If you’ve ever been to our church, just look around:  On and around the stage, we have a very decent lighting rig, drums, a few guitars, and a couple of keyboards.  What you may or may not notice are the speakers that are in front of the stage in addition to others mounted on the ceiling.  The Reach Center is relatively dark without artificial lighting.  During our worship time, the folks that are in charge of lighting darken the room, light the stage throughout the music set, then bring the lights back up as Kevin begins to speak while the sound crew works diligently to meet the needs of the congregation in addition to singers and musicians.  I don’t really feel like I’m doing these volunteers justice by briefly writing about what they do because they are integral parts of the worship team that no one ever sees or notices, and yet, they are so vital.  What’s the purpose of doing this?  Is it to make it like a “show”?  The answer is no.  These people work hard to enhance the congregation’s worship experience.  The lights are not brought down in the congregation so that the stage full of singers and instrumentalists will be illuminated better.  One reason in behind the lights being brought down is for the congregation to limit distraction, so that they can focus on their own worship.  Is it 100% necessary to do this to worship?  No.  Just like it’s not 100% necessary to pray in a quiet, distraction-free place…but it sure helps.  Worship through lighting and sound is not about making it a show.  We do these things to enhance your worship experience.

In terms of the musicians’ point of view, it’s a tricky balance that both singers and musicians alike need to take into consideration every time we get in front of the congregation.  Playing music on a worship team is much different than playing music elsewhere, especially in terms of playing with a band or a group; therefore, the approach to even joining or being a part of a worship team is totally different than anything that I have ever experienced in that it goes against the grain of the very nature of a musician.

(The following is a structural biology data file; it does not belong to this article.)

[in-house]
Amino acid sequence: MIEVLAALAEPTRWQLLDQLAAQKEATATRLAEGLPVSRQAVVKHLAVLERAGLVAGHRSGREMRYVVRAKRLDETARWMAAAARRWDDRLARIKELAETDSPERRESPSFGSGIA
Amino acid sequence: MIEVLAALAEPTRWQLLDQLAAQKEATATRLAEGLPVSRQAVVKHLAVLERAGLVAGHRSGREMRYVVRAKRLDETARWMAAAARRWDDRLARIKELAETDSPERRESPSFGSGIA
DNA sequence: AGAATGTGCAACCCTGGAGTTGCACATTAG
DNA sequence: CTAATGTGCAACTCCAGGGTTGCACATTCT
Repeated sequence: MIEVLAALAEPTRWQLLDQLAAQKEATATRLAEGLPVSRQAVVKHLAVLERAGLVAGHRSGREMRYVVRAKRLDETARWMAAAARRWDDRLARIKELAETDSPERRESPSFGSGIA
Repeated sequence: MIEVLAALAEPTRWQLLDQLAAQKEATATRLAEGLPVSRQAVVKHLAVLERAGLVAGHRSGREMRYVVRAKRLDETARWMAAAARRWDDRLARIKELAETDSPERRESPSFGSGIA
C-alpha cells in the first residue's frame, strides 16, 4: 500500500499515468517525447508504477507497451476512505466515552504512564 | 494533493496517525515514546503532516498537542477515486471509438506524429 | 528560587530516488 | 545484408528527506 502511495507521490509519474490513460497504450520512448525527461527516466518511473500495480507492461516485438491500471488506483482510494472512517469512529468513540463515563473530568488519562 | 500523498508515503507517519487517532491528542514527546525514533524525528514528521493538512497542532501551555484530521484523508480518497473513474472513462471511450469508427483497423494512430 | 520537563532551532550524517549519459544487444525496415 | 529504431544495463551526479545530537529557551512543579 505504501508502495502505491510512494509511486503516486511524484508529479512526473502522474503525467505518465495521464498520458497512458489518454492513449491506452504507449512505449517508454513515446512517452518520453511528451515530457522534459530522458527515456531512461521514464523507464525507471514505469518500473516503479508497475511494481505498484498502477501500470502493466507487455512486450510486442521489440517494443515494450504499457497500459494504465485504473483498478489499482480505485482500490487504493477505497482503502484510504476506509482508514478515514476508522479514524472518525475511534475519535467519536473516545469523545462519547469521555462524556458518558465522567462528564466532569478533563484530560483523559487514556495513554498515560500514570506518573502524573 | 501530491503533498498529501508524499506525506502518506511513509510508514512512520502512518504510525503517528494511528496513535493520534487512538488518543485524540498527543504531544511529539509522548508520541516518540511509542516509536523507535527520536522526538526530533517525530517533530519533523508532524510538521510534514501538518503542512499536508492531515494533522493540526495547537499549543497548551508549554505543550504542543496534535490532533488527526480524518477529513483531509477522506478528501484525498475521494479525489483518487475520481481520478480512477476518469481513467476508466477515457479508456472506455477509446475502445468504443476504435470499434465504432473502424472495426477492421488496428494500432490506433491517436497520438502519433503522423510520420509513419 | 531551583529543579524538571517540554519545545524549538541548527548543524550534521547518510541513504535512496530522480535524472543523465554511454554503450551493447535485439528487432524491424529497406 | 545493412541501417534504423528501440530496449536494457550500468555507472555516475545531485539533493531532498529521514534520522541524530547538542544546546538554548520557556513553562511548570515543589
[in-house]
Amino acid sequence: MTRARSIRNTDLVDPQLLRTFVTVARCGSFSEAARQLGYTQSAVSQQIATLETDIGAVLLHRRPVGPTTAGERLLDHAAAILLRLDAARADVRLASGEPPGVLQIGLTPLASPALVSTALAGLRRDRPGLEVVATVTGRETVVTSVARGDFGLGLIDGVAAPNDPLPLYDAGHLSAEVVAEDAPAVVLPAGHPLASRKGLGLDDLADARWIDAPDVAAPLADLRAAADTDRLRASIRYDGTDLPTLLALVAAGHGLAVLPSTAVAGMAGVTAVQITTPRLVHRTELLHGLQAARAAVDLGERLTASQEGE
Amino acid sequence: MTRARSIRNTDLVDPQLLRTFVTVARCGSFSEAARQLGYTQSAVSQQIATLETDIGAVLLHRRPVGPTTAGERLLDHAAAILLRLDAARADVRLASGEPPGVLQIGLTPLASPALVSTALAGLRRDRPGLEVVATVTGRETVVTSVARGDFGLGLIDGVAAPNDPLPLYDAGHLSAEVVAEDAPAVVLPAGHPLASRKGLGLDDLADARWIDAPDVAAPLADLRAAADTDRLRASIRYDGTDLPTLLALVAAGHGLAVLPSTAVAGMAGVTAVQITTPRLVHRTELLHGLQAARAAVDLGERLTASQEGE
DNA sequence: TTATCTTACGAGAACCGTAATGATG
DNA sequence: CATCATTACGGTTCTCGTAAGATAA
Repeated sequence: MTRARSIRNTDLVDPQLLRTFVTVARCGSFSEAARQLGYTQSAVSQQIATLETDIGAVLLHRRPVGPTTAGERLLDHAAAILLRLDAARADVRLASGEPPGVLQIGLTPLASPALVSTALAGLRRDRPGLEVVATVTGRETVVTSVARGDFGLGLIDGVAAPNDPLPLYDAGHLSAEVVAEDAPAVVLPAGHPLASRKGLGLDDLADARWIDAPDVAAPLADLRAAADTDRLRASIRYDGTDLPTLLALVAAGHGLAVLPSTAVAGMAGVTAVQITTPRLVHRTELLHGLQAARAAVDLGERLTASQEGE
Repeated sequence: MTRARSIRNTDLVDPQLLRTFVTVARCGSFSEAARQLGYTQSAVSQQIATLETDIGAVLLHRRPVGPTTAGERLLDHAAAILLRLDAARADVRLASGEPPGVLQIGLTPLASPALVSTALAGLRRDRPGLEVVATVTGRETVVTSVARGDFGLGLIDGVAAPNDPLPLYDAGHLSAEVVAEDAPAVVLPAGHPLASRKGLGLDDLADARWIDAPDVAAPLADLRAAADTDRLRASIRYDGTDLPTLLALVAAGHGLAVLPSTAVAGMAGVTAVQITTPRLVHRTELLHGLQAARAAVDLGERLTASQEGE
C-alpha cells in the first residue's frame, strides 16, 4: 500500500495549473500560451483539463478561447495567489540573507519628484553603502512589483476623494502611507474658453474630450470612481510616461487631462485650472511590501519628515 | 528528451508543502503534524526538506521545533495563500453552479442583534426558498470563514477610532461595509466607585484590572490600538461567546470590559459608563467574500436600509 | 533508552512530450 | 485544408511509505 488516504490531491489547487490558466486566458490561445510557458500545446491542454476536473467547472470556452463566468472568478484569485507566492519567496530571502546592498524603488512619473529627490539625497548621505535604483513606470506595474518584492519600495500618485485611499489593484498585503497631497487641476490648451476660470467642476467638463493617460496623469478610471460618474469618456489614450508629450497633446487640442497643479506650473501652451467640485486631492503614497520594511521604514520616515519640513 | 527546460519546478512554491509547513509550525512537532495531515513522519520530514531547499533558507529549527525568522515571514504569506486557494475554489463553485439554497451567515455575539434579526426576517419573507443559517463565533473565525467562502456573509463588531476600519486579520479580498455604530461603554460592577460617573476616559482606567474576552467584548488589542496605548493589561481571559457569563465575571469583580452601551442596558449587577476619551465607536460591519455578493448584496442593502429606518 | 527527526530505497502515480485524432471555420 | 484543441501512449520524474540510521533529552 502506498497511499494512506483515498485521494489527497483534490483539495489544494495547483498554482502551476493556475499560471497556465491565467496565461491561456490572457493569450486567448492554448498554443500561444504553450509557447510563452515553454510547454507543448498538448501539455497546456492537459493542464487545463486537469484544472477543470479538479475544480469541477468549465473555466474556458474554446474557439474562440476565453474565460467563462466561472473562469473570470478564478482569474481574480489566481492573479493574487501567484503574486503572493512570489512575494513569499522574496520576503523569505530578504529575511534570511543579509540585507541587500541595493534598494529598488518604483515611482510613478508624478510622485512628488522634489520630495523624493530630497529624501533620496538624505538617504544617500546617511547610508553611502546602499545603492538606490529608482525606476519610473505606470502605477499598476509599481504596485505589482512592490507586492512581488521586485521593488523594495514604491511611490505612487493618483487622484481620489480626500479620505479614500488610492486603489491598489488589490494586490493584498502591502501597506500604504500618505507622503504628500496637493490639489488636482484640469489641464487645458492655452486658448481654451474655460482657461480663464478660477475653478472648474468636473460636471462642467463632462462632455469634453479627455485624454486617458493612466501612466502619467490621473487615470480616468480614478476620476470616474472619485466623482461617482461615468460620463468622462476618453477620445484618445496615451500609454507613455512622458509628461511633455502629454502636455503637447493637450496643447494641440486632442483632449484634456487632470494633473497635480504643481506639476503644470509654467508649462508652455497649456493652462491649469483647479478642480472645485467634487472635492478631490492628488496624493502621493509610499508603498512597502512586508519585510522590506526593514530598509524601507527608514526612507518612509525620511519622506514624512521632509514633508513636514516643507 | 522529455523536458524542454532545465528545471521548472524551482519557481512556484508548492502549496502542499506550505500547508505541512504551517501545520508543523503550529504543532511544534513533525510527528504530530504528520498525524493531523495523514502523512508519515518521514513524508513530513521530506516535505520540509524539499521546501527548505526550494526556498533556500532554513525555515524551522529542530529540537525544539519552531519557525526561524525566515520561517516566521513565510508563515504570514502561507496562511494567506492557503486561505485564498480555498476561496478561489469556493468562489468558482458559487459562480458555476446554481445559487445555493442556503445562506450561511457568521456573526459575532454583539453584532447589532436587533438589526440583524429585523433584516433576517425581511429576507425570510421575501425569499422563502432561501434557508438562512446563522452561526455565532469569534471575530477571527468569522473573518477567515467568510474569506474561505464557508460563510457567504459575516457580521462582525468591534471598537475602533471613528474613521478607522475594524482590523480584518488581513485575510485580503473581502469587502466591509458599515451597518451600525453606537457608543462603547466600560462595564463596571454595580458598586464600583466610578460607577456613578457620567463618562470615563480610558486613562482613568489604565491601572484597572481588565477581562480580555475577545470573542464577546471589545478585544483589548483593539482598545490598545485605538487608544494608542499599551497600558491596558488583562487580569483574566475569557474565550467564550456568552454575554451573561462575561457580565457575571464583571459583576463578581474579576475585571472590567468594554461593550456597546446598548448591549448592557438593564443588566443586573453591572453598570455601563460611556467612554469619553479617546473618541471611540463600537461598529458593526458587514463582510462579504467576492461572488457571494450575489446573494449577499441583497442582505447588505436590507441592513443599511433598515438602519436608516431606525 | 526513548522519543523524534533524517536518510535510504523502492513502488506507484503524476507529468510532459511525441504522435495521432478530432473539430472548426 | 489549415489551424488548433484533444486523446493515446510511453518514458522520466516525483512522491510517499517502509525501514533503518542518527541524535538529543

Let me explain.  Active musicians love to perform.  Ones that love to perform REALLY love performing for an audience in order to showcase their talents and gifts.  There is absolutely nothing wrong with this aspect of performing.  Also, part of performing for an audience is not only showcasing one’s talent; it is also receiving accolades from others, be it from the fellow musicians who share the stage with them or from members of the audience.  Musicians are there to entertain, to put on a show of sorts.  There is absolutely nothing wrong with this, and performing can work wonders for a person’s confidence and self-esteem.

With that said, being a part of a worship team is much different in that the purpose is almost the polar opposite of just playing music for a group of people.  In the above scenario, the primary purpose is to entertain, or to put on a “show” per se.  While there may be a somewhat “entertainment” element to it, that’s not the purpose of being a part of a worship team.  Being part of this team is all about leading others to Him.  It’s not about the musicians or their skills and abilities.  It’s about Jesus, and Him alone.  This is the exact opposite of the previously-written scenario.  In essence, if a person is wishing to join a worship team in order to showcase his or her talent, he/she is in the wrong place.  A worship team’s purpose is to lead people in worship, not to promote a “shining star” or two.  Or three.  Consider this:  Psalm 33:3 talks about playing skillfully.  I’ve been involved in worship music long enough to learn what skillfully means and what it does not mean.  In terms of playing worship music, consider the following:

Playing skillfully is NOT being able to blast through scales and solos at the drop of a hat.

Playing skillfully is NOT about playing louder, faster, and more complex than anyone else.